Balancing Bail Conditions with Personal Rights

In a recent legal case, the court delved into the intricate balance between bail conditions and personal rights. The court’s analysis focused on the necessity of fair and pertinent conditions, emphasizing the importance of not impeding personal liberties while ensuring justice is served. Follow along to learn more about the court’s insightful approach to navigating these complex legal waters.


  • The Sessions Court at Thane granted anticipatory bail to co-accused Arun Fatehpuria based on the documentary nature of the evidence, making custodial interrogation unnecessary.
  • The High Court declined to modify its order to allow the appellant to travel to the US for eight weeks.
  • The appellant was granted temporary bail by the High Court on 19 May 2020 with specific conditions.
  • The conditions included furnishing a PR Bond and surrendering the Passport and/or Green Card.
  • The High Court refused to relax the conditions due to an FIR being registered against the appellant.
  • A Single Judge expressed inability to consider relaxing the conditions as the initial order was passed by another Judge.
  • Appellant sought leave of the High Court to visit the US due to Green Card requirements.
  • Appellant filed an application for bail in March 2020, which was rejected in May 2020.
  • IA filed before High Court on June 10, 2020, seeking permission to visit the US for 8 weeks.
  • Fresh praecipes for urgent listing filed on June 17 and 19, 2020.
  • Allegation of forging Power of Attorney in 2011 from brother Shalin in January 2014.
  • Registry of High Court informed appellant on June 15, 2020, no urgency found in the praecipe.
  • Appellant needed to arrive in the US by July 29, 2020, to retain Green Card status.
  • Appellant filed application for bail before High Court on April 23, 2020.
  • Appellant arrested on February 21, 2020, at Mumbai airport due to a look-out notice from FIR in April 2014.
  • No view expressed on the merits of the matter as interim application is still pending before the High Court.

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  • The issue at hand is whether the appellant should be allowed to travel to the US for a duration of eight weeks.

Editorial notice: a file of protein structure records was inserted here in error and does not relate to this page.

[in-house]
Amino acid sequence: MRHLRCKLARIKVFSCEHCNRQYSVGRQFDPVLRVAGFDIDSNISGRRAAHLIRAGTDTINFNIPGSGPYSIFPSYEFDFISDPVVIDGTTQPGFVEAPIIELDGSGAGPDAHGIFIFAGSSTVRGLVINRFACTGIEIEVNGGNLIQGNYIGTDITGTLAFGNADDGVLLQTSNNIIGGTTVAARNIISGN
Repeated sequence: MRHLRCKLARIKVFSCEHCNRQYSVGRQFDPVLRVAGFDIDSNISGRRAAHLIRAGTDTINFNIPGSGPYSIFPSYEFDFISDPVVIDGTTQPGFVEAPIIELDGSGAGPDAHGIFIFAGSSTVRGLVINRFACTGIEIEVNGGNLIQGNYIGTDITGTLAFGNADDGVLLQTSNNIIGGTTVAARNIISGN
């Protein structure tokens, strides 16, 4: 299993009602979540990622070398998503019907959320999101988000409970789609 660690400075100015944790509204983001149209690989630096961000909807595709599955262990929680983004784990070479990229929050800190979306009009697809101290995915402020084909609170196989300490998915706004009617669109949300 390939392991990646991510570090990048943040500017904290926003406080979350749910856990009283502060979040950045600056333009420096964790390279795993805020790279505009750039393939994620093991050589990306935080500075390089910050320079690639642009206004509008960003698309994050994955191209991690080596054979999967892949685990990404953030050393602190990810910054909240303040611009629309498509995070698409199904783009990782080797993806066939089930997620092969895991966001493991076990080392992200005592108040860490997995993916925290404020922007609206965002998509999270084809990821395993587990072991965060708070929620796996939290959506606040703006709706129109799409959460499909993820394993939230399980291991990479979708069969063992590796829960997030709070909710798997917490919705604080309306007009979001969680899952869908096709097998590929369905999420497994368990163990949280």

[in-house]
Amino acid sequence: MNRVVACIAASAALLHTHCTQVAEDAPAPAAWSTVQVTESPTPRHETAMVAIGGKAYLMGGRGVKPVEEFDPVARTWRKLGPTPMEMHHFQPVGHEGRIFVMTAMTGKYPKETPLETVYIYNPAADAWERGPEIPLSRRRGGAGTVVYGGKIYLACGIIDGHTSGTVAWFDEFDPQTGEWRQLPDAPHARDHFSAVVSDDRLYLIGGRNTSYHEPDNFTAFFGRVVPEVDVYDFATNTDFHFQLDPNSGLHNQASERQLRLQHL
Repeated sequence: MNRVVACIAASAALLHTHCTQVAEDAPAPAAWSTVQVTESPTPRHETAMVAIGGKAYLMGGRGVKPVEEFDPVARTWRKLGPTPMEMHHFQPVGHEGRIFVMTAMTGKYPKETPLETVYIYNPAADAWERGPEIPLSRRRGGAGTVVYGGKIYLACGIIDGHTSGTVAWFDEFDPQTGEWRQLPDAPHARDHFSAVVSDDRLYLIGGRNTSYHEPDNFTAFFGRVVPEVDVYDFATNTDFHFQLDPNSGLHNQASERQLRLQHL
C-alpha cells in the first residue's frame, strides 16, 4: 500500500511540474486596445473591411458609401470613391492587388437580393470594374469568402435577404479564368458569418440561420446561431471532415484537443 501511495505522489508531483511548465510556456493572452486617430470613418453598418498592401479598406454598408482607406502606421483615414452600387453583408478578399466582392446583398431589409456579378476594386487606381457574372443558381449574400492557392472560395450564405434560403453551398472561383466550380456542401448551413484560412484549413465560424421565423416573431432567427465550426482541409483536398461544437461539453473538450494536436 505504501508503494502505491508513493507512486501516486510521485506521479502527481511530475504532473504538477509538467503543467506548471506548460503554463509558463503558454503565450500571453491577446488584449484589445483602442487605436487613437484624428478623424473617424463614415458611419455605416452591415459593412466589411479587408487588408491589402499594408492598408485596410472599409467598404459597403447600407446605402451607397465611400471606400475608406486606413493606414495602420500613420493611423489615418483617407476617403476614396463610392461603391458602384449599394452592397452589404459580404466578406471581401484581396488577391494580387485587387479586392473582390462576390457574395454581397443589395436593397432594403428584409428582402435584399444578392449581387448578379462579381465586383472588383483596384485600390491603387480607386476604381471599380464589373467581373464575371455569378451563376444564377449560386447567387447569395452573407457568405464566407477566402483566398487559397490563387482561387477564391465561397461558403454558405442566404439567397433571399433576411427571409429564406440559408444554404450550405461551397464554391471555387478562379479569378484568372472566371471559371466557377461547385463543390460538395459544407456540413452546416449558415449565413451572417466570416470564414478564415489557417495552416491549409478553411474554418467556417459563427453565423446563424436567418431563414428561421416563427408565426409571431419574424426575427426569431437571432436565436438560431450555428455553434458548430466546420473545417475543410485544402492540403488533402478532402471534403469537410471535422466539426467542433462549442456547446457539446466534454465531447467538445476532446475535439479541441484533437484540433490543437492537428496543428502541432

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  • The appellant has been a resident of the US since 1985 and holds a Green Card since 2010.
  • The appellant and his family have been involved in ongoing litigation against the complainant, both civil and criminal.
  • The appellant has visited India on sixteen occasions between 2015 and 2020.
  • The appellant’s family jointly owns properties worth over Rs 100 crores in Thane and Panvel, and he is the sole member handling the litigation.
  • The appellant has not violated any US laws and risks serious consequences for his Green Card if unable to travel.
  • The appellant argues that conditions for bail should not arbitrarily limit his right to livelihood.
  • The appellant claims that the JMFC’s order in 2014 was routine and has been misused by the police to harass him.
  • Mr. Sachin Patil mentioned that the appellant was given temporary bail for eight weeks by the High Court on 19 May 2020.
  • It was stated that the appellant did not provide surety or surrender after the eight-week period had lapsed.

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  • Appellant seeks permission to travel to the US for eight weeks to revalidate his Green Card.
  • Lockdown due to Covid-19 resulted in High Court extending interim orders preventing appellant’s surrender.
  • Appellant demonstrated bona fides by moving High Court for early hearing and modification of conditions.